Manchester United defender Raphael Varane has admitted that he does not allow his son to head soccer balls. Heading has become a hot topic in the sport in recent years as more research is conducted on the issue. The United States Soccer Federation has banned children under the age of 11 from heading soccer balls. Youth players from 11 to 12 can also only use their heads up to 20 times a week during practices.

There are, however, no limits to heading in official games among youngsters in this specific age group. In England, where Varane now resides, there are currently ongoing tests regarding the issue. Officials in the European nation are in year two of a trial to ban players under 12 from heading.

Varane spoke on the topic of heading, among other things, during a recent interview with L’Equipe. “My 7-year-old son plays football, and I advise him not to head the ball,” claimed the Red Devils defender.

“Even if it does not cause immediate trauma, we know that in the long term, repeated shocks are likely to have harmful effects. I don’t know if I will live to be 100, but I know that I have damaged my body.”

Varane says he has missed a match this season due to “micro-concussion”

Varane’s comments regarding his son come as the star admitted to having featured for club and country while suffering the effects of head injuries. The center-back claimed to have been concussed during a matchup with Nigeria at the 2014 World Cup.

Despite the injury, the Frenchman finished the round of 16 fixture in his nation’s 2-0 victory. Varane then went on to play a full 90 minutes against Germany just a few days later. France was eventually knocked out of the tournament by the Germans in the quarterfinals. While he managed to play both matches, Varane says that he was on “autopilot” on the pitch.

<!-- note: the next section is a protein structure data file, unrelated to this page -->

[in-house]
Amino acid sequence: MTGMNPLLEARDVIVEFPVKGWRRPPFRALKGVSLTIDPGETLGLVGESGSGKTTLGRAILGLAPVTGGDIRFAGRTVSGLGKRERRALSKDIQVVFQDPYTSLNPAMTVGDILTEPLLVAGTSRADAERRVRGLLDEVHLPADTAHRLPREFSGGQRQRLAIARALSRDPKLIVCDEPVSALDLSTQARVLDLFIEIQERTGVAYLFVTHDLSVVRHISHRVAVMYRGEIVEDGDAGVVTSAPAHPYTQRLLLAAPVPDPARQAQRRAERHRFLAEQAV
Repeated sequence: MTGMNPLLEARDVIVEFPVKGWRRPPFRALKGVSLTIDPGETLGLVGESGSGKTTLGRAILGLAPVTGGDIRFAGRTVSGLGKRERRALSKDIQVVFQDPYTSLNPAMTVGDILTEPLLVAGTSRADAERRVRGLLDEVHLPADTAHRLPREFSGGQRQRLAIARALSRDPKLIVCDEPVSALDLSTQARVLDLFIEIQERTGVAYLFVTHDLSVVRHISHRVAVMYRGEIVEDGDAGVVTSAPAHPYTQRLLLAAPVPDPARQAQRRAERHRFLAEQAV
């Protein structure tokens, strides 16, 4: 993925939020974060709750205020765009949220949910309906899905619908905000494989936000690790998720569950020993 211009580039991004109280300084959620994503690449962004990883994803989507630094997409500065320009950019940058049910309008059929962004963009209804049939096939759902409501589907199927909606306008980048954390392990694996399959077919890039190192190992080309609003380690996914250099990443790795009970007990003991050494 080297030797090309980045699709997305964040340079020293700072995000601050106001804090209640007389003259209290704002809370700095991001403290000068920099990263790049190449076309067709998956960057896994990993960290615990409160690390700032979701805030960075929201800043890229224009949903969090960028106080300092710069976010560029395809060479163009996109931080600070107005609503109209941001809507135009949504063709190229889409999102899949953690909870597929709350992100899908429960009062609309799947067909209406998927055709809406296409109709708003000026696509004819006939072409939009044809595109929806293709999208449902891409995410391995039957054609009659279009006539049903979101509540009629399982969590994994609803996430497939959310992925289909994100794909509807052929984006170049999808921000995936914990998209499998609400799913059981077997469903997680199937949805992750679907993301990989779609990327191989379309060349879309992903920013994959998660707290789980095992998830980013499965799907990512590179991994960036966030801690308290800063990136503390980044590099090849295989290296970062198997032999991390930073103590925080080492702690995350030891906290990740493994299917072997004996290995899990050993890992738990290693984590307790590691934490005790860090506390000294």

The 30-year-old defender also claimed that he missed a match earlier this season while with United due to “micro-concussions” caused by headers. The center-back did not specify which games he missed due to the head injury.

Varane was not named in manager Erik ten Hag’s squad for seven total matches this season. Ten Hag previously only labeled one of Varane’s injuries as a “minor issue.” The defender also missed a matchup with West Ham due to an illness.

“The first time I heard about [micro-concussions] was this season when specialists came in to talk to us about it,” continued Varane. “Often, as a player, we don’t understand and we don’t even think about doing a test.”

“Earlier this season, I headed the ball repeatedly during a match for Man United and felt abnormally tired in the following days, as well as having some eye fatigue. I reported it to the staff, who strongly recommended that I don’t play, and I took a test, which meant that I missed the next match.”

Brains do not finish development until someone reaches their 20s

Banning heading in youth players certainly seems like a good move. As more research is conducted, repeated head injuries have been shown to be a main cause of encephalopathy (CTE). The debilitating brain disease has been fairly prominent in National Football League stars. Retired soccer players are, however, also dealing with similar issues as well.

Teaching youngsters how to defend without heading the ball can certainly be a tough task. Nevertheless, it is a small price to pay for the health and safety of kids playing the sport. Additional research has shown that human brains do not fully develop until the mid-to-late 20s. The part of the brain that is directly behind the forehead, what players use to head soccer balls, is one of the last parts to mature.